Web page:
An example of this is if your business is located in an area that is hit by a natural disaster and your web servers at that location are down, your NS records will point to an additional name server that is hosted elsewhere (where mother nature has not wreaked havoc) and the customers are still able to reach your site and will never suspect anything is awry.

Another great example is if your website is attacked by a DDoS (Distributed Denial of Service) attack your entire website will not be down. Traffic will be routed to the other name server location that has the backup of the primary name server.

Please see the following example of the NS records for No-IP.com
no-ip.com. 73002 IN NS ns1.no-ip.com.
no-ip.com. 73002 IN NS ns2.no-ip.com.
no-ip.com. 73002 IN NS ns3.no-ip.com.
no-ip.com. 73002 IN NS ns4.no-ip.com.
no-ip.com. 73002 IN NS ns5.no-ip.com.
no-ip.com. 73002 IN NS ns1.no-ip.com.

Check out Part 1 and Part 3 of this series:

The Anatomy of a DNS Zone File: SOA Record

Anatomy of a DNS Zone File Part Three: MX Records

 

Questions or Comments? Please leave them below.

 

Why Reliable DNS is Important To Your Business

Imagine, it’s 8:05am on a Monday morning. You log in to your computer and open up your email client, you read through a couple of emails that you received over the weekend and then you decide to reply to one of them, you hit send and…. NOTHING. The email won’t go out! You frantically pick up your phone and dial your IT department.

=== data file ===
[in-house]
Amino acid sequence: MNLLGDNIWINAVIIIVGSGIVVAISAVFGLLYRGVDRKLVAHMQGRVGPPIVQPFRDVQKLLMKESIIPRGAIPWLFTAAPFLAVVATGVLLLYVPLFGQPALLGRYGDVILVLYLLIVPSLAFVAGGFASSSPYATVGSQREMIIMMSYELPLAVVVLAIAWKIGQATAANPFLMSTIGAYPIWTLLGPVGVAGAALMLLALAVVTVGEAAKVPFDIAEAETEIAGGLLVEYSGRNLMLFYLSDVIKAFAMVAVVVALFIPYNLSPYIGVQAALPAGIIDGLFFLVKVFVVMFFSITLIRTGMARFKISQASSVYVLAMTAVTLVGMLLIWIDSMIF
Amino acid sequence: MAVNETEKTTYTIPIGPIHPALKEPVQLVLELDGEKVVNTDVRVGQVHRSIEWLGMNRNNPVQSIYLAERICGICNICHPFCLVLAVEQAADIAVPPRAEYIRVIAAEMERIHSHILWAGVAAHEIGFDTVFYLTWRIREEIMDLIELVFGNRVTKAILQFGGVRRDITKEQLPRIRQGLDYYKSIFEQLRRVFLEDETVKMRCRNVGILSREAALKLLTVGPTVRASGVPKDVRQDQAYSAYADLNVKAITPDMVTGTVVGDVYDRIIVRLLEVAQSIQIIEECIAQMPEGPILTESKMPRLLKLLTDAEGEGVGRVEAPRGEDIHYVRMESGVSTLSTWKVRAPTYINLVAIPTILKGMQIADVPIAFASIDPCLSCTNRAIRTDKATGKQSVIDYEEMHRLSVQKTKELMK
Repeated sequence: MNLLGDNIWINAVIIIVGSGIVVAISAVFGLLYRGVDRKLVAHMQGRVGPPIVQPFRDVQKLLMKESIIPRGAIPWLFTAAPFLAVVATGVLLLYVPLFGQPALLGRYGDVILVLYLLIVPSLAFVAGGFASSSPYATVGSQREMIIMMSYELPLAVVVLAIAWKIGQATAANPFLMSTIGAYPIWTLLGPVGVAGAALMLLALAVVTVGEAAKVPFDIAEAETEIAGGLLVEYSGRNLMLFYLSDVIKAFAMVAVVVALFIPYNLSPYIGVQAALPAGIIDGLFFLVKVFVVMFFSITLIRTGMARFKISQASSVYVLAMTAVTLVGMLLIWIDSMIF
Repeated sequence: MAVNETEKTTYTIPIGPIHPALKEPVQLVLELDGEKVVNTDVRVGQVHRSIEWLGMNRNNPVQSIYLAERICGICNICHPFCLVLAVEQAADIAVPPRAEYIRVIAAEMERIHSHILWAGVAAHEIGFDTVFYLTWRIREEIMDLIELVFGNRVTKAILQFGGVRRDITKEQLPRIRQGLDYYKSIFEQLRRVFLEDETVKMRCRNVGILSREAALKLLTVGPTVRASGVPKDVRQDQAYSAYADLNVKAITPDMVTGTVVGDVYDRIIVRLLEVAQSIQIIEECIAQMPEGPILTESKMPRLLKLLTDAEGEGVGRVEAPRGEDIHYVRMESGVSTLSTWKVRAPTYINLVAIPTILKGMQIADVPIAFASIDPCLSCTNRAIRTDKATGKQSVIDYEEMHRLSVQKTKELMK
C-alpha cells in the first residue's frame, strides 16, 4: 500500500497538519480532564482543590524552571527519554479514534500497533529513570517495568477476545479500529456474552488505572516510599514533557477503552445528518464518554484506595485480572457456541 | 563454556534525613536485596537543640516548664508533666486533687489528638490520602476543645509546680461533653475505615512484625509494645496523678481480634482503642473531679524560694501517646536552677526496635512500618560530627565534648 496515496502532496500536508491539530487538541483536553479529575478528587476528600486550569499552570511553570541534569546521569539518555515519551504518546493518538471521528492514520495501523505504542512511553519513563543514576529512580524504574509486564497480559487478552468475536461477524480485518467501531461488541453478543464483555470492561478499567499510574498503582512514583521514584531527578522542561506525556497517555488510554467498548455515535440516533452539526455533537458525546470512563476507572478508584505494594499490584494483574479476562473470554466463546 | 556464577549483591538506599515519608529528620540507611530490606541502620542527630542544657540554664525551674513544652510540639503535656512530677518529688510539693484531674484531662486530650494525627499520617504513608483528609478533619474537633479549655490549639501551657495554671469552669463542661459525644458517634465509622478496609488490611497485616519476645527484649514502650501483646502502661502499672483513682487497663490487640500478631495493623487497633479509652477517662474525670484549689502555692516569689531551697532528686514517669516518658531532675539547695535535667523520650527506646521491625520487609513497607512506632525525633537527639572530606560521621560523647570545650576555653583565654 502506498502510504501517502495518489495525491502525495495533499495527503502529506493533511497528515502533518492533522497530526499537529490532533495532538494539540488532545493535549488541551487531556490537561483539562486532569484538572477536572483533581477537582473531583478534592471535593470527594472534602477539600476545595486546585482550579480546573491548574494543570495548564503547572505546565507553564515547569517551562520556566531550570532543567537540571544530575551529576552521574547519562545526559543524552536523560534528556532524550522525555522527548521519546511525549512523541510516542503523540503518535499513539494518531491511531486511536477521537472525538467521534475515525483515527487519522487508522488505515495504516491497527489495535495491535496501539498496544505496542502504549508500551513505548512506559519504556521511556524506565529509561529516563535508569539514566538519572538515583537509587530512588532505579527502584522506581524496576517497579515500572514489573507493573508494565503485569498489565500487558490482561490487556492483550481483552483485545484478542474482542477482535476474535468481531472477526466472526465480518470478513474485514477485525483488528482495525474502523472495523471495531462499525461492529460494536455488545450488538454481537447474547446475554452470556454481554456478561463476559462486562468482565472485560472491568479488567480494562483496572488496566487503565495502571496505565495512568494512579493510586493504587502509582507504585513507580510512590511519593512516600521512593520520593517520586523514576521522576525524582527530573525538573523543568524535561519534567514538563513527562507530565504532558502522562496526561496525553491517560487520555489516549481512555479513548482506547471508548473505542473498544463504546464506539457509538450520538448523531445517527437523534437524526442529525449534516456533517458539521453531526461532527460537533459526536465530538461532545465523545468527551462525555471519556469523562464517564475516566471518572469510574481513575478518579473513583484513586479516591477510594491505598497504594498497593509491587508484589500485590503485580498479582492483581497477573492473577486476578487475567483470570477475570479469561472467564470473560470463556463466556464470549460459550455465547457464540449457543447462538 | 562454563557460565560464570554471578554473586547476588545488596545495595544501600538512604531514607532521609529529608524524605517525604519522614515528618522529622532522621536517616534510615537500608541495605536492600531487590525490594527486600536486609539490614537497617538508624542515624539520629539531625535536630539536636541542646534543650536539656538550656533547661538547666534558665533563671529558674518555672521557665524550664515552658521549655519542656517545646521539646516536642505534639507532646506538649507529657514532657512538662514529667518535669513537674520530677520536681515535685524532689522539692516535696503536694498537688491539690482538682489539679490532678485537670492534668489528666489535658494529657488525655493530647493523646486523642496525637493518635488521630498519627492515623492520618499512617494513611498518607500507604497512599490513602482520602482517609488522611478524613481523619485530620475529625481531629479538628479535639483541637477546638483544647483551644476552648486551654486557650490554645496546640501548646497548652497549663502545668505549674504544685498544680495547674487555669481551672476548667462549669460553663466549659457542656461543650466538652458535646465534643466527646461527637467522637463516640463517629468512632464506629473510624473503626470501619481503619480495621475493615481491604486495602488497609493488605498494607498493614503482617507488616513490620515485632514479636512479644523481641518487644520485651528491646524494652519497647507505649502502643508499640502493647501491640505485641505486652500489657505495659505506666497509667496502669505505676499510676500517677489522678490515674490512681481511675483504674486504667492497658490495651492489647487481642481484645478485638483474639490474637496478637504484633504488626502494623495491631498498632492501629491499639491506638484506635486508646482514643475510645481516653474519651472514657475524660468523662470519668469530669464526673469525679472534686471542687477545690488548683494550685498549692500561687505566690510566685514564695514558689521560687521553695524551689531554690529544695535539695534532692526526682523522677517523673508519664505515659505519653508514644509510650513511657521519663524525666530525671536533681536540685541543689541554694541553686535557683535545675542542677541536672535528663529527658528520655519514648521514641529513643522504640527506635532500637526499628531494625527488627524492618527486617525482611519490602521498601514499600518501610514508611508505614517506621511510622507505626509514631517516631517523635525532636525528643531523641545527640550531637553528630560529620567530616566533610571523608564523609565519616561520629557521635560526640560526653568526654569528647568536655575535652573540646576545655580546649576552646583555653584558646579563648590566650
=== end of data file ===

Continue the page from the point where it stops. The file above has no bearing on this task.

Across the country, a potential client who found your web URL on your Facebook page or some other type of advertisement wants to visit your site and see what you have to offer.  They try to type your web URL into their web browser, and…. NOTHING. So, they do a quick Google search and find one of your competitors.  Your competitor’s site is working fine, so they spend their money on that site.

Do these scenarios sound like something you don’t ever want to happen? Well, you better make sure that you have reliable DNS.

DNS is essential for many reasons. When a customer wants to visit your website, they type your Fully Qualified Domain Name, www.yourbusiness.com, into their web browser.  Without DNS, your customers would have to remember the specific IP address (i.e. XX.XX.XX.XX) that your website is listed at.  This could be very difficult, especially if your website has more than one IP address that points to that specific URL.  IP addresses can vary across the globe.  The DNS does all the work by redirecting the users to the correct web address, and making sure they are reaching the site that is hosted nearest to them, thereby ensuring that your customers are connected to your site the fastest way they can be and that traffic is balanced across all of the servers.

The location of DNS servers is important in ensuring 100% uptime. We deploy name servers across the globe at geographically unique datacenters using different tier 1 bandwidth providers to ensure a natural disaster or connectivity outage does not disrupt our robust DNS network.